Connecting Ideas in Astrophysics & Cosmology

There are many areas of scientific research that resonate strongly with the general public, from genetics to neuroscience to particle physics, but few can compare with the appeal of astrophysics and cosmology.

Perhaps it boils down to a question of accessibility. Appreciating the finer points of the structure of DNA or a proton can be daunting even for highly-trained professionals, but everyone knows what it’s like to look up at the night sky in awe and wonder.

It’s not that astrophysics is easy, of course — far from it — it’s that, somehow, its fundamental allure is so universal as to almost not need stating. Tell someone at a party that you’re studying geology and you’ll likely be asked, “So, what are you going to do with that?” Tell people that you’re studying astronomy, on the other hand, and you’ll probably simply hear, “Cool!

Even the most practically-minded person, it seems, can’t help but feel a deep sense of personal fascination at the prospect of uncovering some secrets of the universe. And over the past few decades, things have only got more fascinating still.

Cosmology, once regarded as little more than speculative hand-waving, has been stunningly transformed into one of the most rigorous, data-driven fields in all of science. Dark matter has gone from being viewed as some conceptual or observational mistake that astronomers are one day going to sort out a mysterious entity that accounts for more than one quarter of the total energy of the universe. Black holes have moved from theoretically possible structures to relatively common astrophysical objects, with startlingly large ones, of masses millions or billions times that of our sun, now being thought to lie at the heart of most, if not all, galaxies.

And, perhaps most significant still, rather than the expansion rate of the universe slowing down due to gravity as most people had envisioned, a number of rigorous observations have confirmed that the universe is, in fact, accelerating in its expansion, with the associated force responsible — the so-called “dark energy” — for a shocking 70% of the energy of the universe.

Combining “dark energy” and “dark matter”, then, puts us in the decidedly unexpected position where we’re forced to admit that no less than 95% of the total energy of the known universe lies in stuff we really, to all intents and purposes, are entirely ignorant of.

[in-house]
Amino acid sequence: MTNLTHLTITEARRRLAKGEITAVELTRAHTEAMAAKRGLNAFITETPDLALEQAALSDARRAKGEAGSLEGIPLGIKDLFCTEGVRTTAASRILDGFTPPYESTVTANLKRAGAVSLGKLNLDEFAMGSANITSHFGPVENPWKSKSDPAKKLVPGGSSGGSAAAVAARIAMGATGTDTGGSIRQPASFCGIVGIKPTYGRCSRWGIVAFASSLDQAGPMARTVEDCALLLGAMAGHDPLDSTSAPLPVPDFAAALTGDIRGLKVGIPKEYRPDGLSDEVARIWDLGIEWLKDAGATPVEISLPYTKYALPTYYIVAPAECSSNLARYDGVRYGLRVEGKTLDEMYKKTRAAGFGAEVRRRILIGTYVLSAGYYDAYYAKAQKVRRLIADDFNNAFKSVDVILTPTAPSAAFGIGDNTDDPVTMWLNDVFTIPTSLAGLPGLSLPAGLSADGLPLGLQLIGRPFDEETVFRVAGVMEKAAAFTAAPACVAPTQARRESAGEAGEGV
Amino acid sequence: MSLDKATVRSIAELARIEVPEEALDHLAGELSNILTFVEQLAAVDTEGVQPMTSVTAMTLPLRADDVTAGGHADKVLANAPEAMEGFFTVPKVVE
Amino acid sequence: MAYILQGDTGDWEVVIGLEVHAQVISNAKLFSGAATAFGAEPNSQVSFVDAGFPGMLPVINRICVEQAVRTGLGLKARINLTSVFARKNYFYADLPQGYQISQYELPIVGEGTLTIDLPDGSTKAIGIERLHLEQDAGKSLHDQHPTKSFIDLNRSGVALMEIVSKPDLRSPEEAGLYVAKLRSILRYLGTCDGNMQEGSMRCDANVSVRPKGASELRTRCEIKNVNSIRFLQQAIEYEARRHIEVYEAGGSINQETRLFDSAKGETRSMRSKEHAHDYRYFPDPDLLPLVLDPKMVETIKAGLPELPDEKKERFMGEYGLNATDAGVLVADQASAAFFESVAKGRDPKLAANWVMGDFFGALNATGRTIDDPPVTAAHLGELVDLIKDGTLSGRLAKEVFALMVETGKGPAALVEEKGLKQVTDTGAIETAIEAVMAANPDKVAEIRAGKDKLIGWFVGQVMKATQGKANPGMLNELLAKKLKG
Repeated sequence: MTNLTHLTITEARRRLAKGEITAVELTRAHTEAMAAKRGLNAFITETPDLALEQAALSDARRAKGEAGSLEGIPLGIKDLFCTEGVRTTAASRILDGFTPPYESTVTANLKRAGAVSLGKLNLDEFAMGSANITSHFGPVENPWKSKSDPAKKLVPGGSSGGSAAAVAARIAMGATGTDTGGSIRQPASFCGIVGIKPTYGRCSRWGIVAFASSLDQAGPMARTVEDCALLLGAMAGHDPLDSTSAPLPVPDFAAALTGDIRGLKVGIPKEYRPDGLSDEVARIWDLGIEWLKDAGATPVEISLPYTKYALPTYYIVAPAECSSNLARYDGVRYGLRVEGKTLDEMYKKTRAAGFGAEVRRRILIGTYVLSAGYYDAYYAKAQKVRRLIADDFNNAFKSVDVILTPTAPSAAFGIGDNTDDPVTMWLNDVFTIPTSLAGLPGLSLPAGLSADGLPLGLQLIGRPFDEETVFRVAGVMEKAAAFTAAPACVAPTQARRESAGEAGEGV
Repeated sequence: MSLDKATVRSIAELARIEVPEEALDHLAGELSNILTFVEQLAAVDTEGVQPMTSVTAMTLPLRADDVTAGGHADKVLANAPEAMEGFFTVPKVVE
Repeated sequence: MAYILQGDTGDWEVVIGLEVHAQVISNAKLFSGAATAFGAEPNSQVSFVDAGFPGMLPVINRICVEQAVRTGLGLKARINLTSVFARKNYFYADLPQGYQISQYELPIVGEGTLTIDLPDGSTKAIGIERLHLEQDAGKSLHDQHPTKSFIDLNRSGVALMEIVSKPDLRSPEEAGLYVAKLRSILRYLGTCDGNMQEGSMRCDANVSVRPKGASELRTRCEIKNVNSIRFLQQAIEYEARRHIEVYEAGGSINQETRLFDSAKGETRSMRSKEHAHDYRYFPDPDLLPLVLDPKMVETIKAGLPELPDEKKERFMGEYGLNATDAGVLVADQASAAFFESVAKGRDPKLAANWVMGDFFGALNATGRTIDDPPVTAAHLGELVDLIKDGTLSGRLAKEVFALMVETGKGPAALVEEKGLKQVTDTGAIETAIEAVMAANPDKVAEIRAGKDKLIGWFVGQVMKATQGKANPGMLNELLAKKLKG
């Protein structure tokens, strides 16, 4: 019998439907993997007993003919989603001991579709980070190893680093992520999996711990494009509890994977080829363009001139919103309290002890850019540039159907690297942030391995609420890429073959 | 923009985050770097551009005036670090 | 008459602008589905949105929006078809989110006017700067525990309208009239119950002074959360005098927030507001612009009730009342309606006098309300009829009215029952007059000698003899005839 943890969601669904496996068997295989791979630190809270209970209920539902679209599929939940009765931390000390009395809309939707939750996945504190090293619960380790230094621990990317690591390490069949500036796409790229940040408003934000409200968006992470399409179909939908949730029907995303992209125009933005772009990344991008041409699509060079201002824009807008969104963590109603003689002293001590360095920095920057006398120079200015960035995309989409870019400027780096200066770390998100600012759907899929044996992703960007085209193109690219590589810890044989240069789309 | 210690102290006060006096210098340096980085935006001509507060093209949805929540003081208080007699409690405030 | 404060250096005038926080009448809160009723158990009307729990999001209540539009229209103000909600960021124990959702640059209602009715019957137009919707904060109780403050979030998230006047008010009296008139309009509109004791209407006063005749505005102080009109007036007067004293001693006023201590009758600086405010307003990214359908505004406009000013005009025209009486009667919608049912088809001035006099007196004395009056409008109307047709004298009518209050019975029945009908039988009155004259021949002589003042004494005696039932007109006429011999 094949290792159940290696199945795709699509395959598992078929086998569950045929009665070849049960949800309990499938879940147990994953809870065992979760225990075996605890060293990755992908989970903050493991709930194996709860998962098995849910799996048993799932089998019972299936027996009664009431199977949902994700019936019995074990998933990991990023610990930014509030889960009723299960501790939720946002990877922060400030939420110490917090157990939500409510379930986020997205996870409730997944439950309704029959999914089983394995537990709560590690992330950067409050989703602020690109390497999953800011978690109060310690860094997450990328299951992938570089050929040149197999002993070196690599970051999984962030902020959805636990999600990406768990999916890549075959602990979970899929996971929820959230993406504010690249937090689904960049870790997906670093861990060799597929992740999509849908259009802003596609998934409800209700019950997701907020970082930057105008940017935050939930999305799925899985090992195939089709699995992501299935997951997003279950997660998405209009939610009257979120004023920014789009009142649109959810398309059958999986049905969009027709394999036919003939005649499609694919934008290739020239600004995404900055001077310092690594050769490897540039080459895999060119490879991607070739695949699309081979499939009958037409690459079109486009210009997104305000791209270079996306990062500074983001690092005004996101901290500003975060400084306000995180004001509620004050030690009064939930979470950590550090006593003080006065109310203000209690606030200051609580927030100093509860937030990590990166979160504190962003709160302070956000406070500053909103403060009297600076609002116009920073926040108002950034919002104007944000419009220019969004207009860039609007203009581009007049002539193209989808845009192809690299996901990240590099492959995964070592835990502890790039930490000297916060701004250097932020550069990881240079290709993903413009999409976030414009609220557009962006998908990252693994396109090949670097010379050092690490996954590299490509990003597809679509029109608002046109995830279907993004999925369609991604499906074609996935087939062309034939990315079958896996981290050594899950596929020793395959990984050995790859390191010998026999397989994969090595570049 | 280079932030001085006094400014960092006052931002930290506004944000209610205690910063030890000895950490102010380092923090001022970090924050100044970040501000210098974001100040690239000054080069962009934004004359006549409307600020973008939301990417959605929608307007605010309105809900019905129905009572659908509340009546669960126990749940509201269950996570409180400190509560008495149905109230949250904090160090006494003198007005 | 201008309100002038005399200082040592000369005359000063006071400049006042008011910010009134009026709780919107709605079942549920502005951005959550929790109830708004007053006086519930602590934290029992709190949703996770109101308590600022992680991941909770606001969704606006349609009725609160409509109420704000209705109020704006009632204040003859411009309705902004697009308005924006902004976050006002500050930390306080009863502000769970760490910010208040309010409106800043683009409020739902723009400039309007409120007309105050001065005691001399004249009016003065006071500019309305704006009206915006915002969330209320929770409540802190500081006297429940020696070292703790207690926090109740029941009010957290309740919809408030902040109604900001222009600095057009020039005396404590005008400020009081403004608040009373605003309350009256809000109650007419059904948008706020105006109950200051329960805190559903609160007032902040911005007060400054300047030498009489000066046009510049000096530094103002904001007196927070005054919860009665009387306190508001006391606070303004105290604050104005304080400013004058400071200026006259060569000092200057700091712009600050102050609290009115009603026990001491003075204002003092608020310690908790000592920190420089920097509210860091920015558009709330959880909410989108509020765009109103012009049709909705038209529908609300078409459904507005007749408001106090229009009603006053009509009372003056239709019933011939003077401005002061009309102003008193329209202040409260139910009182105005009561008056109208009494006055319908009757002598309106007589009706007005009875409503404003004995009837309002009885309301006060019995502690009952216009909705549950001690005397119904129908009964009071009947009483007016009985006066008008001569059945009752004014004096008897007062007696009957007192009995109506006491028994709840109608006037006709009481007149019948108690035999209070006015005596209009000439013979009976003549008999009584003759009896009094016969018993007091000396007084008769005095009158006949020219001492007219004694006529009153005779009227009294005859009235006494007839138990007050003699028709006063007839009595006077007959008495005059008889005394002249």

Talk about awe and wonder.

I’d like to be able to assure you that the answers to all of these questions are contained within this collection of conversations with scientific experts, but of course I can’t.

What I can tell you however, is that each of the five conversations offers a remarkably unique opportunity to get a vivid, first-hand perspective of what it’s like to be at the very forefront of this riveting, rapidly-evolving scientific enterprise.

Justin Khoury, University of Pennsylvania, reveals the often-considerable gap between formal scientific positions and personal scientific desires (Cosmological Conundrums).

Scott Tremaine, Institute for Advanced Study, illustrates how the process of discovery in astrophysics is typically very different from other domains of physics (Astrophysical Wonders).

Rocky Kolb, University of Chicago, admits how, dark energy, in stark contrast to dark matter, simply drives him nuts (A Universe of Particles: Cosmological Reflections).

Paul Steinhardt, Princeton University, describes his profound bemusement at how many of his colleagues flatly deny the multiverse problem of inflationary cosmology (Inflated Expectations: A Cosmological Tale).

Roger Penrose, University of Oxford, relates his longstanding frustration with the fact that so many of his colleagues fail to appreciate the importance of why the universe started out in such a remarkably smooth state, maintaining that the answer usually proposed to account for it — cosmic inflation — actually does no such thing (The Cyclic Universe).

Fully appreciating all the subtleties associated with today’s deep cosmological mysteries is unquestionably difficult. But getting a genuine taste of what the world’s top cosmologists are grappling with turns out to be startlingly easy.

Howard Burton,

This is the preface of Conversations About Astrophysics & Cosmology, a five-part Ideas Roadshow Collection which includes enhanced books that have been developed from in-depth conversations between Howard Burton and Roger Penrose, Paul Steinhardt, Scott Tremaine, Justin Khoury and Rocky Kolb.

This book is now available in electronic format and in paperback format, visit this page for further details:

Howard Burton holds a PhD in theoretical physics and an MA in philosophy. He was the Founding Executive Director of Perimeter Institute for Theoretical Physics.



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